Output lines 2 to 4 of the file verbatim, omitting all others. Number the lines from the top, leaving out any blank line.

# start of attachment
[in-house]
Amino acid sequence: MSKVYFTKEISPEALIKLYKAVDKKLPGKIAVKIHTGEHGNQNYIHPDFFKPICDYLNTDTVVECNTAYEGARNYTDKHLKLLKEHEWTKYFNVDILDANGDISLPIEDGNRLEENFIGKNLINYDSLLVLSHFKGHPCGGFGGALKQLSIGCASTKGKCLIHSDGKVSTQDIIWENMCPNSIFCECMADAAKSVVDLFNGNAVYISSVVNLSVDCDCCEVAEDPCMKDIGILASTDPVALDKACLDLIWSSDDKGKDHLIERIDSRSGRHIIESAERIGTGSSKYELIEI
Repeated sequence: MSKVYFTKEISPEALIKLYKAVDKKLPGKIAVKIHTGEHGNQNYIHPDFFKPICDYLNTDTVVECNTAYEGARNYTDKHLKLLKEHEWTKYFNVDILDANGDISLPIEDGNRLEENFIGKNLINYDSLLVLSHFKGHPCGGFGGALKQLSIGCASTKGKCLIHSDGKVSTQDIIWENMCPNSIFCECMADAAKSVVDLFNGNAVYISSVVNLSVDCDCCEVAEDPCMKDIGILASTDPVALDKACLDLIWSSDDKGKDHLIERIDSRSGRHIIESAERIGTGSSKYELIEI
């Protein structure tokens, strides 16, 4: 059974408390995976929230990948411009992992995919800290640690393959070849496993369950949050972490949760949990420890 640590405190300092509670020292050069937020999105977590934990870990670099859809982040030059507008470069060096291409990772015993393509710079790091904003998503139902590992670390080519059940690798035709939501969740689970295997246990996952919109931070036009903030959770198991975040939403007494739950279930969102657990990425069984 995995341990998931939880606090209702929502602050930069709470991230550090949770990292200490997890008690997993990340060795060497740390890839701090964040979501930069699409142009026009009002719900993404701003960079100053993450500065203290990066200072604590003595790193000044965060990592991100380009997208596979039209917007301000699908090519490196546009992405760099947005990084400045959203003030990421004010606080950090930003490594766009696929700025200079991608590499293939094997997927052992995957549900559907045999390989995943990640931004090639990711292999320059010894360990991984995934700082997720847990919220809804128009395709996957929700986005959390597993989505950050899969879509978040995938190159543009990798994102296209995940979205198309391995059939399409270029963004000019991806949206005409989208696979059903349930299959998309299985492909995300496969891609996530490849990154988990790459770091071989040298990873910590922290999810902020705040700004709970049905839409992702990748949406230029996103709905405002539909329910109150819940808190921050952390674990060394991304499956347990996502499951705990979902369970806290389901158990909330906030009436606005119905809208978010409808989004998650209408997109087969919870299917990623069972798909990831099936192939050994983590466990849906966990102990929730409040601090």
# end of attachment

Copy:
Amino acid sequence: MSKVYFTKEISPEALIKLYKAVDKKLPGKIAVKIHTGEHGNQNYIHPDFFKPICDYLNTDTVVECNTAYEGARNYTDKHLKLLKEHEWTKYFNVDILDANGDISLPIEDGNRLEENFIGKNLINYDSLLVLSHFKGHPCGGFGGALKQLSIGCASTKGKCLIHSDGKVSTQDIIWENMCPNSIFCECMADAAKSVVDLFNGNAVYISSVVNLSVDCDCCEVAEDPCMKDIGILASTDPVALDKACLDLIWSSDDKGKDHLIERIDSRSGRHIIESAERIGTGSSKYELIEI
Repeated sequence: MSKVYFTKEISPEALIKLYKAVDKKLPGKIAVKIHTGEHGNQNYIHPDFFKPICDYLNTDTVVECNTAYEGARNYTDKHLKLLKEHEWTKYFNVDILDANGDISLPIEDGNRLEENFIGKNLINYDSLLVLSHFKGHPCGGFGGALKQLSIGCASTKGKCLIHSDGKVSTQDIIWENMCPNSIFCECMADAAKSVVDLFNGNAVYISSVVNLSVDCDCCEVAEDPCMKDIGILASTDPVALDKACLDLIWSSDDKGKDHLIERIDSRSGRHIIESAERIGTGSSKYELIEI
């Protein structure tokens, strides 16, 4: 059974408390995976929230990948411009992992995919800290640690393959070849496993369950949050972490949760949990420890 640590405190300092509670020292050069937020999105977590934990870990670099859809982040030059507008470069060096291409990772015993393509710079790091904003998503139902590992670390080519059940690798035709939501969740689970295997246990996952919109931070036009903030959770198991975040939403007494739950279930969102657990990425069984 995995341990998931939880606090209702929502602050930069709470991230550090949770990292200490997890008690997993990340060795060497740390890839701090964040979501930069699409142009026009009002719900993404701003960079100053993450500065203290990066200072604590003595790193000044965060990592991100380009997208596979039209917007301000699908090519490196546009992405760099947005990084400045959203003030990421004010606080950090930003490594766009696929700025200079991608590499293939094997997927052992995957549900559907045999390989995943990640931004090639990711292999320059010894360990991984995934700082997720847990919220809804128009395709996957929700986005959390597993989505950050899969879509978040995938190159543009990798994102296209995940979205198309391995059939399409270029963004000019991806949206005409989208696979059903349930299959998309299985492909995300496969891609996530490849990154988990790459770091071989040298990873910590922290999810902020705040700004709970049905839409992702990748949406230029996103709905405002539909329910109150819940808190921050952390674990060394991304499956347990996502499951705990979902369970806290389901158990909330906030009436606005119905809208978010409808989004998650209408997109087969919870299917990623069972798909990831099936192939050994983590466990849906966990102990929730409040601090």